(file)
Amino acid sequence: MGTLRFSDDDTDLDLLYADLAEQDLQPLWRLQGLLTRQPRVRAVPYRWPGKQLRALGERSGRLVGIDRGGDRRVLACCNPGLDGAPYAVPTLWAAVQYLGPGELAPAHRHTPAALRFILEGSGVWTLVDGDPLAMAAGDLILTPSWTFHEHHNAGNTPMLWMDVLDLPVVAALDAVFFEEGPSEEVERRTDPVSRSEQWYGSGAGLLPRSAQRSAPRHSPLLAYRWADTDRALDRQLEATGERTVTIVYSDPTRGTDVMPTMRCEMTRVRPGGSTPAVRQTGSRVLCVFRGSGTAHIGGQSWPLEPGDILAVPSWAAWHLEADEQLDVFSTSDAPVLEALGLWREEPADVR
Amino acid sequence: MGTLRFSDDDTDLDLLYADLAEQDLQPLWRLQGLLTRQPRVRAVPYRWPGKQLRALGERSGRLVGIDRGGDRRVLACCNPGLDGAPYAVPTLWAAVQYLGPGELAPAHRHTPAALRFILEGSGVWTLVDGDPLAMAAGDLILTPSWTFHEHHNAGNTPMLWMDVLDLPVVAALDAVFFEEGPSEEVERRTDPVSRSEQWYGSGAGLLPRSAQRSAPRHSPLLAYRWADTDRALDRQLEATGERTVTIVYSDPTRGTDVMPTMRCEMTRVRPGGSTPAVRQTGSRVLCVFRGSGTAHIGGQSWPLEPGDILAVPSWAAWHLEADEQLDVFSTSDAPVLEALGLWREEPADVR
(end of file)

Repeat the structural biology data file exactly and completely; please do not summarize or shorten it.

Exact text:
Amino acid sequence: MGTLRFSDDDTDLDLLYADLAEQDLQPLWRLQGLLTRQPRVRAVPYRWPGKQLRALGERSGRLVGIDRGGDRRVLACCNPGLDGAPYAVPTLWAAVQYLGPGELAPAHRHTPAALRFILEGSGVWTLVDGDPLAMAAGDLILTPSWTFHEHHNAGNTPMLWMDVLDLPVVAALDAVFFEEGPSEEVERRTDPVSRSEQWYGSGAGLLPRSAQRSAPRHSPLLAYRWADTDRALDRQLEATGERTVTIVYSDPTRGTDVMPTMRCEMTRVRPGGSTPAVRQTGSRVLCVFRGSGTAHIGGQSWPLEPGDILAVPSWAAWHLEADEQLDVFSTSDAPVLEALGLWREEPADVR
Amino acid sequence: MGTLRFSDDDTDLDLLYADLAEQDLQPLWRLQGLLTRQPRVRAVPYRWPGKQLRALGERSGRLVGIDRGGDRRVLACCNPGLDGAPYAVPTLWAAVQYLGPGELAPAHRHTPAALRFILEGSGVWTLVDGDPLAMAAGDLILTPSWTFHEHHNAGNTPMLWMDVLDLPVVAALDAVFFEEGPSEEVERRTDPVSRSEQWYGSGAGLLPRSAQRSAPRHSPLLAYRWADTDRALDRQLEATGERTVTIVYSDPTRGTDVMPTMRCEMTRVRPGGSTPAVRQTGSRVLCVFRGSGTAHIGGQSWPLEPGDILAVPSWAAWHLEADEQLDVFSTSDAPVLEALGLWREEPADVR